1. Nah, people are always dicks, ridiculous shit was sent around by fax, people had really inane and pointless shit to say on BBS chats by modem, and at the dawn of recorded history the Sumarians were complaining about “kids today” on clay tablets.

  6. On the other end of the spectrum the Neo900, an open upgrade board by the OpenMoko team for the Nokia N900 which skips the hardware forward about 4 years. Nearly all documentation available except the board design files(to slow down the assumed Chinese clone). They tried to keep everything as sandboxed as possible to prevent the black-box parts, especially the modular GSM/3-4G radio from reading, executing, or injecting code into the OS through the normal modem-CPU-memory control tie-ins. The downside is getting prototype into production 100% in the EU while keeping the price down on what ends up being last-gen tech. OTOH I am still stuck with a pre-Elop/MSFT Linux Nokia N900 and nothing else that I can see on the horizon to replace it as my everyday mobile computing device and communicator.

    1. HA! I found out about the Neo900 project about a year ago while looking for things to do with my old N900. Granted it is a great project worthy of support, but the price tag ruined it completely.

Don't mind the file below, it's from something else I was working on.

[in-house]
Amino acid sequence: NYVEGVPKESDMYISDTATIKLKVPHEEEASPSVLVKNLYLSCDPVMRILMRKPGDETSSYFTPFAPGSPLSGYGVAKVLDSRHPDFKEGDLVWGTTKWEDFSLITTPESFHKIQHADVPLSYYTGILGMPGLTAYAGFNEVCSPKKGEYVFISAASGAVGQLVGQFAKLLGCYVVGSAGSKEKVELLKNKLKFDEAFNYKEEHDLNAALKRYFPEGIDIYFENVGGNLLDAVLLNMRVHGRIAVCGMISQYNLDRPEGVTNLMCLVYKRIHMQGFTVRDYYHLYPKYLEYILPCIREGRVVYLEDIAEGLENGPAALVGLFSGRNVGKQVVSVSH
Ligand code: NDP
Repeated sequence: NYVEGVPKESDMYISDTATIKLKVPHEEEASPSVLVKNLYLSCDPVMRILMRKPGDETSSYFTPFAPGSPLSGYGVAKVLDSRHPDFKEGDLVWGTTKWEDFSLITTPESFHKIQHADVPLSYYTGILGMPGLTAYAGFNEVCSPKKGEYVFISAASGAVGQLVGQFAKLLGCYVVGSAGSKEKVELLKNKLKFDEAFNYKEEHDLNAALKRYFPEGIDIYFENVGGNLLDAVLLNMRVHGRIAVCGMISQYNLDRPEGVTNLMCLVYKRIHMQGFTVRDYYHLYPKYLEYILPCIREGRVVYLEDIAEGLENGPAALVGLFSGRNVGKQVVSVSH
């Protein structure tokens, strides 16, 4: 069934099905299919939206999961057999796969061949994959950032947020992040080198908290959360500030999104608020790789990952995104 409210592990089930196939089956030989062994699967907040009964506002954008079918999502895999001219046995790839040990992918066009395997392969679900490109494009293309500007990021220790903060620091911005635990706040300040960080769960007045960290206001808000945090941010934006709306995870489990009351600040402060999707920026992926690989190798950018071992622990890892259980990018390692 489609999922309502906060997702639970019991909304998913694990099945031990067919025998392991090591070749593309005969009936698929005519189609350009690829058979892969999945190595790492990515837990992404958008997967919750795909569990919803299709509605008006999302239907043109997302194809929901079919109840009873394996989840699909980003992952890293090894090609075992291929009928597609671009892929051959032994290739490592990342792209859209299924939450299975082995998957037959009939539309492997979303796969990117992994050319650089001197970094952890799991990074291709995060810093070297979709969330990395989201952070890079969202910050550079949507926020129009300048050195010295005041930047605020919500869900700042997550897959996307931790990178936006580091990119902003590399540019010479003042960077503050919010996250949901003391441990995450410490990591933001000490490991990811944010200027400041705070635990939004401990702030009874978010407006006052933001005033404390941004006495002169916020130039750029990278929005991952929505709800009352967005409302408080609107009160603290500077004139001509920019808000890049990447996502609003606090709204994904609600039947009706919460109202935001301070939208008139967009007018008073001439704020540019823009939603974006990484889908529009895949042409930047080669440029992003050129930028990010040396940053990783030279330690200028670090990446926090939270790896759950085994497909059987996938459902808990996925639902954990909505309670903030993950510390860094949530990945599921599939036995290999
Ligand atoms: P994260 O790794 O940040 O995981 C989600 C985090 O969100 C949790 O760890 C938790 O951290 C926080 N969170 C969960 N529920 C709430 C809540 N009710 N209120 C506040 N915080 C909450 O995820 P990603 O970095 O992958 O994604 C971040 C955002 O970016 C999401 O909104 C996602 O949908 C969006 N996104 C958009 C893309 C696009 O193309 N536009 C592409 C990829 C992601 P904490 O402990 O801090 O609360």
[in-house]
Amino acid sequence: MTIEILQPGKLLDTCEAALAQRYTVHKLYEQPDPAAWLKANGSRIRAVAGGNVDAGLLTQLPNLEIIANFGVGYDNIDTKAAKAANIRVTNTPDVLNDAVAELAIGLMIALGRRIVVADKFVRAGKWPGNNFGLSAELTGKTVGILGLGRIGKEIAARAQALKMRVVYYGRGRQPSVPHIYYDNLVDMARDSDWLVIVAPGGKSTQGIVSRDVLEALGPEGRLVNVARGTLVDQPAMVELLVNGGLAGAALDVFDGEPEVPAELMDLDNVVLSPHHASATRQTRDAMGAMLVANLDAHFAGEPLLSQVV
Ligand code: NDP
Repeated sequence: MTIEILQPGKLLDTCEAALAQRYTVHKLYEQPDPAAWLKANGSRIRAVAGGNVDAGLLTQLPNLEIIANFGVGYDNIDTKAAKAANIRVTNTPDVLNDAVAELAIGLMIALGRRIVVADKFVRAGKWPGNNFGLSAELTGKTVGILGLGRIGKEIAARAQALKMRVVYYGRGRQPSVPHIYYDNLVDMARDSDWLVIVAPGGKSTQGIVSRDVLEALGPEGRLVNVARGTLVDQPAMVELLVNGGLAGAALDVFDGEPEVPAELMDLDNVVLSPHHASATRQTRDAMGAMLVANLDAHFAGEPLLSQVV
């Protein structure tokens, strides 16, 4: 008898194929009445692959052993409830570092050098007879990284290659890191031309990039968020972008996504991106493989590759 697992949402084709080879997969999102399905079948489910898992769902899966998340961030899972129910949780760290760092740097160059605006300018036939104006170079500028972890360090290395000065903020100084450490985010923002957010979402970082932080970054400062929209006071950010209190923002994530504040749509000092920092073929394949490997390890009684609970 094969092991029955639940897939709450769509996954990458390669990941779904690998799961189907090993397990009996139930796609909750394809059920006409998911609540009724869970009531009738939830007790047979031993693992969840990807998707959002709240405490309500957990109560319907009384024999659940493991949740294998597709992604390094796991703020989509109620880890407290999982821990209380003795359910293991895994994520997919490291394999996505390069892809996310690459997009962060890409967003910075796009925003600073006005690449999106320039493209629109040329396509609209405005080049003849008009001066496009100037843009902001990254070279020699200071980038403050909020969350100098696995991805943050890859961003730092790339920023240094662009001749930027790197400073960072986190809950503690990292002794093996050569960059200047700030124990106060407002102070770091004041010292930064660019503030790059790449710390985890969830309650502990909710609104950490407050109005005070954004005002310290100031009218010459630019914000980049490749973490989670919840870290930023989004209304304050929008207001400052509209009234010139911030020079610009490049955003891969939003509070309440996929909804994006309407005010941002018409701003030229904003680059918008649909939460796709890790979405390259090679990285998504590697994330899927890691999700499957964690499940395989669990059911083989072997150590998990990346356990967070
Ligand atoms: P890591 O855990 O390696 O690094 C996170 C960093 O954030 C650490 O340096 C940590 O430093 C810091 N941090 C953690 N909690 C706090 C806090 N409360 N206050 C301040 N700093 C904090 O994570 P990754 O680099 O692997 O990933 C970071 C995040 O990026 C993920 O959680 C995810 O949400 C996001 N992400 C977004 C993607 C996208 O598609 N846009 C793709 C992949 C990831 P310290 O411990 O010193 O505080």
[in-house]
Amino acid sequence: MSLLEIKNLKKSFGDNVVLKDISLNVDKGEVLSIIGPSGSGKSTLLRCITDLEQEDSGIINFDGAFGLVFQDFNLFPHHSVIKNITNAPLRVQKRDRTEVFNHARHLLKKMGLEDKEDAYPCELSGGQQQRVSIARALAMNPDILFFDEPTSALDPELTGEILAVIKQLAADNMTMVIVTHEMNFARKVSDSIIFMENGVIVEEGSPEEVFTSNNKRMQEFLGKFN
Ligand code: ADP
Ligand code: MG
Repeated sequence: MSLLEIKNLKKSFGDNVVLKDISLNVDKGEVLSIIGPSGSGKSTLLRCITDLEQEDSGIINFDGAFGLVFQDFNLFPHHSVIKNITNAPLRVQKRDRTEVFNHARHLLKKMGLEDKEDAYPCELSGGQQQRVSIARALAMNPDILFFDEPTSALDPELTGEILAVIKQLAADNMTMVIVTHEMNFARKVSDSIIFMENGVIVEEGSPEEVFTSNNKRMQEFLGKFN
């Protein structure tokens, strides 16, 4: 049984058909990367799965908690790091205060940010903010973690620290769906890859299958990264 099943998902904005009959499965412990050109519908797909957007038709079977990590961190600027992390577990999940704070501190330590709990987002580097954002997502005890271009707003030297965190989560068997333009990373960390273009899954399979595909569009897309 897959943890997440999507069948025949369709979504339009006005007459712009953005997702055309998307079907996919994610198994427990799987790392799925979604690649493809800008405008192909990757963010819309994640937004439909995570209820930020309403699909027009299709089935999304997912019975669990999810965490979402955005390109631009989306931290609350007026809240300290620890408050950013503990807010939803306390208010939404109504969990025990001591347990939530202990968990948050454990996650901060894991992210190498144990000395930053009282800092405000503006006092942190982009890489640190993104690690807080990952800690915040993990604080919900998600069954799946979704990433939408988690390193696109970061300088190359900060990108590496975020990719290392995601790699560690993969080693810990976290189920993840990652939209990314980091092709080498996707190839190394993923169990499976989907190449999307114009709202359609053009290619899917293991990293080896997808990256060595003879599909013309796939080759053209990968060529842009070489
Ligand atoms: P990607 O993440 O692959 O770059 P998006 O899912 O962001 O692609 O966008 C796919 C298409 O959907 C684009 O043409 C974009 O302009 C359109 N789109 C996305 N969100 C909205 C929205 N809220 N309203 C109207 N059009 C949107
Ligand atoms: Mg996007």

7. I bought a Blackview Zeta last year to replace my Samsung Galaxy S2 which had developed the Wifi & BT fault. Phone always seemed a little sluggish & suspected a file manager I’d downloaded to try of installing pop-up adware on it.

    Factory reset. Adware was still there.

    Used Kingroot to track that down & remove it until we got Cyanogen installed on it and what do you know, it’s now a HELL of a lot faster.

    1. Too bad the FCC won’t let anyone dig about in the radio code… I’d imagine that if anything is borked, it’d be the radio bits.

      It has access to every bit of data going in and out, plus it’s usually the entropy source for the RNG, and with everything running on a single SoC including radio, I wouldn’t be surprised to find that the RNG is bugged…